Powering the Transition

World Bank and other IFI energy lending in Asia

Oxfam Report: Powering the transition – World Bank and other IFI energy lending in Asia
Paper author: 
This paper was written by Kiri Hanks. Research and analysis conducted by Kiri Hanks and Jason Farr Data contributed by Oil Change International and IDI.
Paper publication date: 
Thursday, October 11, 2018

This year, the World Bank is holding its Annual Meetings in Asia. This is a region that will be key to the success of the global energy transition, and at the same time has much to lose if it does not happen fast enough, because its people are so vulnerable to climate change.

The most climate-vulnerable Asian countries are spearheading a new form of climate leadership and have set visionary goals. How can the World Bank, together with other international financial institutions (IFIs), support them to turn these bold commitments into reality?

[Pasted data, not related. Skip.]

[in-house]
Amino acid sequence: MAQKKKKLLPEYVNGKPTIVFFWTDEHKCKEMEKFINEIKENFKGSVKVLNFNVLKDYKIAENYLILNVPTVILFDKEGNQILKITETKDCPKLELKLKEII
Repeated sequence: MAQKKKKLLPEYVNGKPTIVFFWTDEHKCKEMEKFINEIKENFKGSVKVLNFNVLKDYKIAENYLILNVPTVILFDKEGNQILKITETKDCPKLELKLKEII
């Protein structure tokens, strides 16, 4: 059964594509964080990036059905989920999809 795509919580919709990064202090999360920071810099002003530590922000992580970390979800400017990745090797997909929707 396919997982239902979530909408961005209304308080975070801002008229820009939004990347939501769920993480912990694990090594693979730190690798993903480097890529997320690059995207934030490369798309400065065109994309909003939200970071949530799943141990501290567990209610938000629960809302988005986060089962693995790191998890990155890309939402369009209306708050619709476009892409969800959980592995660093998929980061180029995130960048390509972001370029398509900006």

The World Bank meets in Indonesia, days after the wake-up call of the Intergovernmental Panel on Climate Change (IPCC) 1.5°C report, and ahead of the UN climate talks where countries must prepare to revisit their nationally determined contributions (NDCs) to keep the goals of the Paris Agreement in sight.

In parallel, the Climate Vulnerable Forum (CVF) of countries will be organizing at the very highest level,2 under the leadership of the first female president of Pacific Island nations, to inject a new kind of political momentum to raise ambition. Their own commitment to reach 100% renewable energy by 2050 raises the bar for other countries, and challenges the World Bank – and other international financial institutions (IFIs) – to match their bold leadership with finance.

This paper holds up a mirror to current and planned IFI energy sector support in Asian climate-vulnerable countries. It shows how this is not yet fit for purpose, and recommends how IFIs can intervene at this critical juncture to give governments the confidence to step up.

If done right, IFI financial and technical support can unlock and operationalize higher renewable energy ambition. This paper also warns of what to avoid by showing that the costs of indirectly-supported coal would end up harming the region that IFIs are trying to help.